Support First Things by turning your adblocker off or by making a  donation. Thanks!

I haven’t heard a single Jewish voice defending Pope Benedict XVI’s decision Dec. 19 to declare that Pius XII lived “a life of heroic virtue.” The Jewish organizations all object; the State of Israel said that the question of Pius XII’s prospective sainthood “does not effect Israel,” but called on the Vatican to open its World War II archives. I doubt the archives would condemn the wartime pope.

Additional facts will not change what we know: Pius XII did his best to save Jews within the modest reach of the resources of the Church during the Nazi occupation of Italy. If he had excommunicated Hitler or instructed priests to refuse communion to soldiers or civilians engaged in genocide, he probably would have been martyred; the Nazis would have established a puppet pope and a puppet German Church. Pius did not speak out publicly against the mass murder of Polish priests, either, and for the same reasons.

Would the situation of the Jews improved materially had Pius XII chosen martyrdom? I doubt it; the Church already had lost the battle for Europe’s soul. The First World War, in which French priests blessed cannons to kill German Catholics and vice versa, killed Catholic universality, which had been waning since the Treaty of Westphalia in 1648. An open condemnation of Hitler would have assisted the Allied war effort by eroding German morale, I suppose.

The Church made the same blunder as the European Orthodox rabbinate during the 1930s: it failed to foresee the magnitude of Nazi evil. Secular Zionists such as Vladimir Jabotinsky toured Europe during the pre-war years warning that Jews faced extermination, and the majority of Orthodox rabbis denounced Zionism and preached quietism. Some of Berlin’s Orthodox rabbis wrote a letter to Hitler upon his seizure of power in 1933 hailing him as a prospective ally against Bolshevism—exactly what many in the Catholic Church believed. The whole story can be found in a 2003 book by Marc B. Shapiro.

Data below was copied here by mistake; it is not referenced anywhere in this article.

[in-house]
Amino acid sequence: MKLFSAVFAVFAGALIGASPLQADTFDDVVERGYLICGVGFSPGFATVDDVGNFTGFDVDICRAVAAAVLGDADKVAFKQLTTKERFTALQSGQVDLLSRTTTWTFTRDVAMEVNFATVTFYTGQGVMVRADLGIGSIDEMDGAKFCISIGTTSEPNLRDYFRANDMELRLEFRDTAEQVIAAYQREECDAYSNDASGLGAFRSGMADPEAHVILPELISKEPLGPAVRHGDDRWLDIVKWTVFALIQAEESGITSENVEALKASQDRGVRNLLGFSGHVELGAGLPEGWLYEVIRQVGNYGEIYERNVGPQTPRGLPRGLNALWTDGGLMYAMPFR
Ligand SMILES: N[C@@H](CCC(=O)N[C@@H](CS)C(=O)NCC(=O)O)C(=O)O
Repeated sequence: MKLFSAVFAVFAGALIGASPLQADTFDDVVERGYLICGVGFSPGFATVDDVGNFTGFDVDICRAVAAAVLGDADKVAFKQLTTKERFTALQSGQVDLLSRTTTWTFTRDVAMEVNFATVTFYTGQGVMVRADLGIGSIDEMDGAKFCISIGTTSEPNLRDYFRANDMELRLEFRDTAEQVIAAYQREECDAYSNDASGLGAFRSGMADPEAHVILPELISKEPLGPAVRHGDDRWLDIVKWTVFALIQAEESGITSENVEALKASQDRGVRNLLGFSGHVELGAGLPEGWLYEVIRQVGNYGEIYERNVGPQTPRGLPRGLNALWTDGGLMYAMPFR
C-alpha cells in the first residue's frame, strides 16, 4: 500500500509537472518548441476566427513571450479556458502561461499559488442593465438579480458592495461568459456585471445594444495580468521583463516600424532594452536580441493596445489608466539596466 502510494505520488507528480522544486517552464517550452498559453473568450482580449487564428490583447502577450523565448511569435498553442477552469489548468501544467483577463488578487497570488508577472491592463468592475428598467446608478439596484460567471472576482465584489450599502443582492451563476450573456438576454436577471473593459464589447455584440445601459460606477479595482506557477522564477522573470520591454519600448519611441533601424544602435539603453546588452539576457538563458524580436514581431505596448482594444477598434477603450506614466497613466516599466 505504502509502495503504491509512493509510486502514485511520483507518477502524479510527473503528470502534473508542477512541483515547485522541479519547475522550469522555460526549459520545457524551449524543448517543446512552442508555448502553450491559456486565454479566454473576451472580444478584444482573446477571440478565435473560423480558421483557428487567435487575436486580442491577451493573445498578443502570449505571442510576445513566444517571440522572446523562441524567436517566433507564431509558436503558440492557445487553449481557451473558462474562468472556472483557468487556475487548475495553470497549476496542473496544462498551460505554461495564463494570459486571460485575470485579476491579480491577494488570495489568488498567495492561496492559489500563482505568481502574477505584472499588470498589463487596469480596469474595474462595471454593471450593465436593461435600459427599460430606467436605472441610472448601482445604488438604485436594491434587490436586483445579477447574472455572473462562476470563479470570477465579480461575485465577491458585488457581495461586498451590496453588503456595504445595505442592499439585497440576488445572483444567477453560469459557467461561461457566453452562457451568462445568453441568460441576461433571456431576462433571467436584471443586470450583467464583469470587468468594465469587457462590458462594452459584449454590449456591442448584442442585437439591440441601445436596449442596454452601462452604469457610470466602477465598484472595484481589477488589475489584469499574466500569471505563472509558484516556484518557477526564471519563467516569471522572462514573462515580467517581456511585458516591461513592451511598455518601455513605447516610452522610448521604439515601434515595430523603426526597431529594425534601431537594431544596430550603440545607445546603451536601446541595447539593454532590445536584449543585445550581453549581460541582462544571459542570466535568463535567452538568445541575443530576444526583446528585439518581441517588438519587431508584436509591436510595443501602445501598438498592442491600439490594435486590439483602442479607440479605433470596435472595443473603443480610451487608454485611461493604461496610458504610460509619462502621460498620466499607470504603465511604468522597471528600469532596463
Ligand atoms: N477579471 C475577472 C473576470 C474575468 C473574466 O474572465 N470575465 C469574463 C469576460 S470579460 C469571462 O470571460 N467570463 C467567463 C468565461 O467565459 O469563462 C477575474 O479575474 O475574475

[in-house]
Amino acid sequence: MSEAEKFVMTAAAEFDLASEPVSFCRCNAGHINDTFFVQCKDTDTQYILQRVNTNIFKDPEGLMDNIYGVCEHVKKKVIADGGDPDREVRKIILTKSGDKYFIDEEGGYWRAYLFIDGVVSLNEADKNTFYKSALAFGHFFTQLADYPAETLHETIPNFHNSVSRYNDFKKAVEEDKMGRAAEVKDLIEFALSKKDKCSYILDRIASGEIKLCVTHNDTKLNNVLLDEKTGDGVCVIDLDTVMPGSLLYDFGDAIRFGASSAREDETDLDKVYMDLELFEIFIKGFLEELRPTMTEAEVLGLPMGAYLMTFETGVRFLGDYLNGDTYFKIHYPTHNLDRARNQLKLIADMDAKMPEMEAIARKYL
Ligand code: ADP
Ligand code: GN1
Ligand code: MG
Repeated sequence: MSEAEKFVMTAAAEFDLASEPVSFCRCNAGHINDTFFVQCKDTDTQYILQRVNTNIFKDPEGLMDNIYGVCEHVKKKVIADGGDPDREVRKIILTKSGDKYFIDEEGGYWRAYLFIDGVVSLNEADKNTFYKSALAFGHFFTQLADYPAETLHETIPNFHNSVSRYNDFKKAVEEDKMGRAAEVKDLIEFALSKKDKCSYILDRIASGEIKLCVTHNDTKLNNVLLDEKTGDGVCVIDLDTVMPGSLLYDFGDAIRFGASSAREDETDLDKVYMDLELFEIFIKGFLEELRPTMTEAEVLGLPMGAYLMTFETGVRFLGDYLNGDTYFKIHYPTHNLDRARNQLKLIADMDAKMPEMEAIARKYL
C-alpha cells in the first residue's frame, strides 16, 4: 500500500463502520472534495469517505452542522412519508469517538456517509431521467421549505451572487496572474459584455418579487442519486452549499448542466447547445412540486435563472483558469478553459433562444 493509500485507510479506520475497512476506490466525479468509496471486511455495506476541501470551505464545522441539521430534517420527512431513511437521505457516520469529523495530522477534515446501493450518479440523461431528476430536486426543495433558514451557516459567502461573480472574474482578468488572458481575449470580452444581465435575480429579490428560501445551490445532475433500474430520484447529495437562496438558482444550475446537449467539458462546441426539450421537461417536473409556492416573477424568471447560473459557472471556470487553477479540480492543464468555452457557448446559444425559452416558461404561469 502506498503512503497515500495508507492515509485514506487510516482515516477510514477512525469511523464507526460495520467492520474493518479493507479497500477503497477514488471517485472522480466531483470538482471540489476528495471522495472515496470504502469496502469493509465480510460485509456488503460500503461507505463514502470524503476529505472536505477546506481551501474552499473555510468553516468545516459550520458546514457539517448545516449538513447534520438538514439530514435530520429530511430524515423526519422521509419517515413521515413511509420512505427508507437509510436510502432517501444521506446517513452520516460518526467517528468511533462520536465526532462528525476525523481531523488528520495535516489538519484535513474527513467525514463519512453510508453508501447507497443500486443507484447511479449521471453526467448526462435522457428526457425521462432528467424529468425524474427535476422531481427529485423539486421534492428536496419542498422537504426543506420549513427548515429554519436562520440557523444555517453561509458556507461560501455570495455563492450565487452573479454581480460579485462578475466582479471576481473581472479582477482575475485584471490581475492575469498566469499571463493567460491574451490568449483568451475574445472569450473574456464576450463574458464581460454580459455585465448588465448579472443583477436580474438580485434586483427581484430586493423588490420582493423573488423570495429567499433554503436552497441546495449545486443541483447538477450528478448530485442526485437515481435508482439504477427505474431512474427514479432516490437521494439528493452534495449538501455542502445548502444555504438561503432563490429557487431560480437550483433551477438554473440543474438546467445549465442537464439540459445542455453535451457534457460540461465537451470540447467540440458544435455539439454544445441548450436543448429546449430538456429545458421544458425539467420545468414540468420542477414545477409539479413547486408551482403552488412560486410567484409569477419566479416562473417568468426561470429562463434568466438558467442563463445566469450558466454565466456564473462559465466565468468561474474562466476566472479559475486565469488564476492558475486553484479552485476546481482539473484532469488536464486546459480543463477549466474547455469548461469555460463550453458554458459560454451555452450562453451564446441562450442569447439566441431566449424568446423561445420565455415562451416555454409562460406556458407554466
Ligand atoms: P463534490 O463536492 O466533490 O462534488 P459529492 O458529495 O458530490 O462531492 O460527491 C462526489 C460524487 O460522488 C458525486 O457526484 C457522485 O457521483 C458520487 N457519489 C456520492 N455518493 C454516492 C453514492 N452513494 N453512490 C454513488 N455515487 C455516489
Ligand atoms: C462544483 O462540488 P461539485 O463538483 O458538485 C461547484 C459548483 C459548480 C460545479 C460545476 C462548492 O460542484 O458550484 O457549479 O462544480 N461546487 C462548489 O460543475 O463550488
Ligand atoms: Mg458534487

Catholics who contend that pro-abortion politicians should be refused communion might consider whether the same ban should have applied to German soldiers or Ukrainian camp guards engaged in mass murder of Jews. But the sad fact is that the Church had very little power to influence events in Europe.

And that is the astonishing fact of the matter. The largest institution in Europe, with the widest nominal loyalty among Europeans, collapsed like a house of cards in the face of fascism. The Church never has recovered in Europe. Weekly mass attendance among self-identified European Catholics ranges between 10% and 20%, but the numbers are deceptively large, for they reflect the residual loyalty of a rapidly-aging population. The younger generation is barely half the size of the last one, and the proportion of young people attending mass is tiny. Project this trend forward and European churches will be empty within a generation, resembling the Church of England today.

Whatever the wartime leadership of the Catholic Church did, it failed to slow the extinction of Catholic life in Europe. The Church was not only powerless to save European Jewry; it was powerless to save itself. When was the die cast? Was it when the “Churches of earthly power,” as Russell Hittinger described them in a brilliant 2006 article for First Things, imported nationalism into the Church? Was it in 1648, when the Church responded to the victory of the French nation-state by delegating power to the Catholic dynasties of Europe (as Hittinger describes in a second essay)? Or could Pius XII still have done something to slow the slide, and save something for future generations?

The deliberate use of horror by Hitler and Stalin, I argued in a recent essay for First Things, destroyed Europe’s faith:

The existence of horror is, generally, a weakness of Christian civilization, for such civilization stands, finally, as the rejection of the horrors that paganism always accepts and often embraces. How can a good God permit terrible things to happen? Voltaire used the most horrific event of the eighteenth century, the 1755 Lisbon earthquake, to ridicule the idea of a loving God. The neopagans of the twentieth century went Voltaire one better. Rather than wait for natural disaster, they staged scenes of horror greater than the civilized mind could fathom—as though the most effective assault on faith were to commit crimes beyond the imagination of the observer. As Goebbels bragged in a 1943 broadcast, “We will either go down in history as the greatest statesmen of all time, or the greatest criminals.”

How does one counter such evil, except by denouncing it as Satanic? Whatever we say after the fact, the score in Europe remains Gates of Hell 1, St. Peter 0. What shall we do when new Hitlers and Stalins wield the weapon of horror the next time around?



Filter First Thoughts Posts

Related Articles